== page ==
Join the Study

    Join The Study

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    Join the DAWN Alzheimer's Research Study at Join The Study.

    At DAWN Alzheimer’s Research, we’re not just studying a disease; we’re building a movement. By joining our study, you become a crucial part of a groundbreaking journey to unravel the complexities of Alzheimer’s disease. Your participation could be the key to unlocking new insights and paving the way for innovative treatments.

    Why Your Participation Matters
    • Diverse Representation: Your involvement helps ensure our research reflects the diverse genetic makeup of our community, particularly focusing on underrepresented groups.
    • Advance Scientific Understanding: Your contribution is vital in helping us understand the genetic factors of Alzheimer’s, leading to more effective treatments and preventive strategies.
    • Personal Impact: Participating in our study offers a unique opportunity to contribute to a cause that could change the future of Alzheimer’s care and prevention.
    How You Can Join
    • Eligibility: We welcome a wide range of participants, especially those from African American and Hispanic/Latino backgrounds.
    • The Process: Participation involves genetic testing, health assessments, and regular follow-ups, all conducted with the utmost respect for your privacy and comfort.
    • Support and Guidance: Our dedicated team will guide you through every step, ensuring you have all the information and support you need.

    Make a Difference Today
    Your participation in the DAWN study is more than just a contribution to research; it’s a step towards a world where Alzheimer’s is a challenge of the past. Join us in this vital mission – together, we can make a lasting impact.

    Frequently Asked Questions

    Participation in these studies will not affect your medical coverage or any other benefit received by the government.

    By participating in research studies, African Americans and Hispanic/Latinos can help scientists understand more about the genetic causes of Alzheimer’s disease and ensure that when new treatments are developed they will be able to benefit from these groundbreaking discoveries.

    There is NO cost to participate.

    Alzheimer’s disease is the most common form of dementia (severe memory loss) in the elderly. Alzheimer’s disease and other dementias affects approximately fifty-five million people worldwide with 6.7 million in the United States. Alzheimer’s disease affects parts of the brain that control memory, thinking, language and judgement.

    There is currently no cure for Alzheimer’s disease; however, there is medicine available that can temporarily reduce the symptoms. Support is also available to help someone with the condition, and their family, cope with everyday life.

    Doctors diagnose Alzheimer’s and other types of dementia based on a thorough medical history, physical examination and laboratory tests. The evaluation also includes an assessment of the characteristic changes in thinking, day-to-day function, and behavior associated with each type of change. Doctors can determine that a person has dementia with a high level of certainty.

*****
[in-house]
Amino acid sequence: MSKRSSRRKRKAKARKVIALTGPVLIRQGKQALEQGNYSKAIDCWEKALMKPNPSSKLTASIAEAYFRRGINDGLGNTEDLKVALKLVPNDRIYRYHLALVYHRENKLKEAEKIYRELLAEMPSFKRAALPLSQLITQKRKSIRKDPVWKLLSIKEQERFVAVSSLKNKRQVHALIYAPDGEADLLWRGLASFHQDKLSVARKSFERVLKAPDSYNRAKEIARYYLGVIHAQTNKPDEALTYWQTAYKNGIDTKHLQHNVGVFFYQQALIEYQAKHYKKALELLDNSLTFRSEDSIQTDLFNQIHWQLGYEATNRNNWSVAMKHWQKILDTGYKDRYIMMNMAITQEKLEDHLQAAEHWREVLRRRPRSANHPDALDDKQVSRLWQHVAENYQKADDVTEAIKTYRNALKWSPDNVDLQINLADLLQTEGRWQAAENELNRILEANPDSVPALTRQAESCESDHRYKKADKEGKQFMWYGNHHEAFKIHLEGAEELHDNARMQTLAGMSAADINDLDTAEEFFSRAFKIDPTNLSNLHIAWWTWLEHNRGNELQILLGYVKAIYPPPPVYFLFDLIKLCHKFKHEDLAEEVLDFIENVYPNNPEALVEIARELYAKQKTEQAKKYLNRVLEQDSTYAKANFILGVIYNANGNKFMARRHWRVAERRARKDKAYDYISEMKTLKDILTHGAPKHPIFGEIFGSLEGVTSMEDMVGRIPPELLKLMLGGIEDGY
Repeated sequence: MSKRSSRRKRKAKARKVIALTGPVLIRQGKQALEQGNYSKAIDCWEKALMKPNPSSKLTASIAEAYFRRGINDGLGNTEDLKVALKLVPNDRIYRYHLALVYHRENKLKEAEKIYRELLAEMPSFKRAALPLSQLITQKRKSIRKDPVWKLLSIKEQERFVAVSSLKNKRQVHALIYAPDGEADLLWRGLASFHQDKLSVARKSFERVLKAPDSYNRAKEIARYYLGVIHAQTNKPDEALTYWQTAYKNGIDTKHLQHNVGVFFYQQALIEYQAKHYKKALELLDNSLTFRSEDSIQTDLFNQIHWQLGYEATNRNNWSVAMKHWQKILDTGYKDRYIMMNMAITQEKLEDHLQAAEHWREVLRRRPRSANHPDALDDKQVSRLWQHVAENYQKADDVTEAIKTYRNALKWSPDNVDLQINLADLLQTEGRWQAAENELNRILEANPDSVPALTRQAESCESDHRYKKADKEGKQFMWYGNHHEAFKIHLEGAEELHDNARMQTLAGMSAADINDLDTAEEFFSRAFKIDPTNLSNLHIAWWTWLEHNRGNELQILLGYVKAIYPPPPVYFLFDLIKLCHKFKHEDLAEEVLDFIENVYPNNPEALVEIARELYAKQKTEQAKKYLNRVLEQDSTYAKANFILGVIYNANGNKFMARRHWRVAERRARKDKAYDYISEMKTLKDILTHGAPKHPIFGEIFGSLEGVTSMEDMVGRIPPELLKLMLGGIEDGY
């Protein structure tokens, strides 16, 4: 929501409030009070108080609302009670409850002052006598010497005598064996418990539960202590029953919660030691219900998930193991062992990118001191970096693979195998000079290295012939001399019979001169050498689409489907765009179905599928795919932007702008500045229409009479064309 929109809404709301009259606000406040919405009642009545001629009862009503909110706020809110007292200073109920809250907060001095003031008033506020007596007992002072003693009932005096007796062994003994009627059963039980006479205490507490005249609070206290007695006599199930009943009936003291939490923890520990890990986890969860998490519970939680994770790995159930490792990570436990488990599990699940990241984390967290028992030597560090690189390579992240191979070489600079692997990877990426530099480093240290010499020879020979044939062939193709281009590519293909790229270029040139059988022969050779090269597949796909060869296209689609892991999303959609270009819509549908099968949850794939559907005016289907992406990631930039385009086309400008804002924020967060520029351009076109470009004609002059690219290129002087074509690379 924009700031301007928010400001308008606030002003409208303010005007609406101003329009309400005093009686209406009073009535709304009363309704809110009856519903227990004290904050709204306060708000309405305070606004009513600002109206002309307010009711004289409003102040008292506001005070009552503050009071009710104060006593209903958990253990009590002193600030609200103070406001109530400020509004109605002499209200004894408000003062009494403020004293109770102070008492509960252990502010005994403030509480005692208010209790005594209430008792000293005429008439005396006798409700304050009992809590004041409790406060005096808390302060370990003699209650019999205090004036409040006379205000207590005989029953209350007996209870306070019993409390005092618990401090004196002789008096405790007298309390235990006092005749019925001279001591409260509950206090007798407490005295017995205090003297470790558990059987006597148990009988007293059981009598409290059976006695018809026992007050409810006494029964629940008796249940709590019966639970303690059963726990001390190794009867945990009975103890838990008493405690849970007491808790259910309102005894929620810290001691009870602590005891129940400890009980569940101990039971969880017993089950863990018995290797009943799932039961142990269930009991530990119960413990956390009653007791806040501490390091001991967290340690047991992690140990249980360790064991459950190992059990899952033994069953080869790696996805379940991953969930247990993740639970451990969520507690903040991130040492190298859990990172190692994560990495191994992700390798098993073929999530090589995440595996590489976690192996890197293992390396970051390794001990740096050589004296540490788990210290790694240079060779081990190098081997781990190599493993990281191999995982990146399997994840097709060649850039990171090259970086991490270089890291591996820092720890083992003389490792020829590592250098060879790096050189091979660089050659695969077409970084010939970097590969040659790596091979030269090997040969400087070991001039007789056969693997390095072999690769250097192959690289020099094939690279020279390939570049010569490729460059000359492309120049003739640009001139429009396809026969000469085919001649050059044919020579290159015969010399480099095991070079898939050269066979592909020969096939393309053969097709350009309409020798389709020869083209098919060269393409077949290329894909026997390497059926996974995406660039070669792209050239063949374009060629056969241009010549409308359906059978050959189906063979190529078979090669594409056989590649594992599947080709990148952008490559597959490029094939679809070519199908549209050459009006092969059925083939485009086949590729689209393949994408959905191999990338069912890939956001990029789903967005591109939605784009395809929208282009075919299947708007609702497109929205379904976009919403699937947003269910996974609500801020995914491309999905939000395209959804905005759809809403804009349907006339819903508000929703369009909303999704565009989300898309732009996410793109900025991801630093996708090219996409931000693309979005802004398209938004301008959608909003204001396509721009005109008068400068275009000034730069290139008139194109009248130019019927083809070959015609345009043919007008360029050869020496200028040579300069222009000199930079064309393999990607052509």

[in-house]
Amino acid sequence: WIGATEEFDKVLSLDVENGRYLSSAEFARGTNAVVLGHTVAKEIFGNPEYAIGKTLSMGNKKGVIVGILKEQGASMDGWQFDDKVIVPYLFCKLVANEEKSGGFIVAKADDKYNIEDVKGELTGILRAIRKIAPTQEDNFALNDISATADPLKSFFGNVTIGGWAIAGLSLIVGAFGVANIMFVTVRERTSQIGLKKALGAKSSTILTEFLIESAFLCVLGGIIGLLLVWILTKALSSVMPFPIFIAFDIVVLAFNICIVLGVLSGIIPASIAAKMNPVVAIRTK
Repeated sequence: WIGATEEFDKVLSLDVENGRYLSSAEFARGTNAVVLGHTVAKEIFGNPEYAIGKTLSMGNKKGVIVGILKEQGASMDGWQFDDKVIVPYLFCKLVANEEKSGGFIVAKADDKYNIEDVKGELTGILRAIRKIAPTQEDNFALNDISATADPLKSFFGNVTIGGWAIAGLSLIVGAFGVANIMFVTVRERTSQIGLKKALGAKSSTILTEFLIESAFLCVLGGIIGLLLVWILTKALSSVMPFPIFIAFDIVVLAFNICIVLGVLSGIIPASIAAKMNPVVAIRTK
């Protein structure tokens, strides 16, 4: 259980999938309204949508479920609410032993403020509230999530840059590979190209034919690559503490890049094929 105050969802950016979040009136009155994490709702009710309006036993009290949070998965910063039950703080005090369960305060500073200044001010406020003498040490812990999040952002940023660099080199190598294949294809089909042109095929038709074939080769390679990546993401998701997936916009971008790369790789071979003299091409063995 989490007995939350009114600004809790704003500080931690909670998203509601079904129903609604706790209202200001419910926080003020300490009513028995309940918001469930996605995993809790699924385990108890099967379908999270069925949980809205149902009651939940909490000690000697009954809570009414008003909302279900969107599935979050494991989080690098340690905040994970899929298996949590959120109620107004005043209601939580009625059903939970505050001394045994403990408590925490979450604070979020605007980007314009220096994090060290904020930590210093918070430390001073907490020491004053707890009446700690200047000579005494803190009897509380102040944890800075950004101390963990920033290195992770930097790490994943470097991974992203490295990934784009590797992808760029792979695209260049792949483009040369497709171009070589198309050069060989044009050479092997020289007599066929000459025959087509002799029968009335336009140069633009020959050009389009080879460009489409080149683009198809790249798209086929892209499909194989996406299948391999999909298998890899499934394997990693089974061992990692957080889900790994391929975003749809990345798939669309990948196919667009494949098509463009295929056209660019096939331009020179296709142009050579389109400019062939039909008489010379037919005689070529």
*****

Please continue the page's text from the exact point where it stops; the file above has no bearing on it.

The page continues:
• Memory loss that affects daily life.
    • Challenges in planning or solving problems.
    • Difficulty doing things that were familiar to you.
    • Confusion with time or place.
    • Trouble understanding pictures and images.
    • Problems finding the right words when speaking or writing.
    • Misplacing things and losing the ability to retrace your steps.
    • Decreased or poor judgement.
    • Withdrawal from work or social activities.
    • Changes in mood and personality.

    DAWN Alzheimer’s Research focuses on understanding the genetic causes of Alzheimer’s disease in individuals of African ancestry (both in the US and Africa) and individuals of Hispanic/Latino origin to identify new preventions and treatments.

    African American, African and Hispanic/Latino individuals have not been represented in research on Alzheimer’s disease. DAWN seeks to change that and include African American, African, and Hispanic/Latino individuals in ongoing research. This will help ensure that new treatments for Alzheimer’s disease will benefit individuals from all backgrounds.

    • Individuals with a diagnosis of dementia or Alzheimer’s disease.
    • African American and Hispanic/Latino individuals over the age of 65 without memory problems.
    • Families that have 2 or more members with Alzheimer’s disease, both of whom are willing to participate in the study and any of their brothers and sisters who do not have Alzheimer’s disease and are willing to participate.
    • Individuals of any age with memory problems.
    • Individuals with a family history of Alzheimer’s disease or dementia.
    • Read and sign a consent form.
    • Give a family and medical history.
    • Answer a short environmental risk factor questionnaire.
    • Take tests of memory, thinking, mood and concentration.
    • Complete a brief neurological examination.
    • Give permission to review the medical records of the individual with memory and
      thinking problems.
    • Provide a blood sample.

    Mind Matters

    The Dawn News

    1 (877) 582-8788

    AD-HIHG@miami.edu

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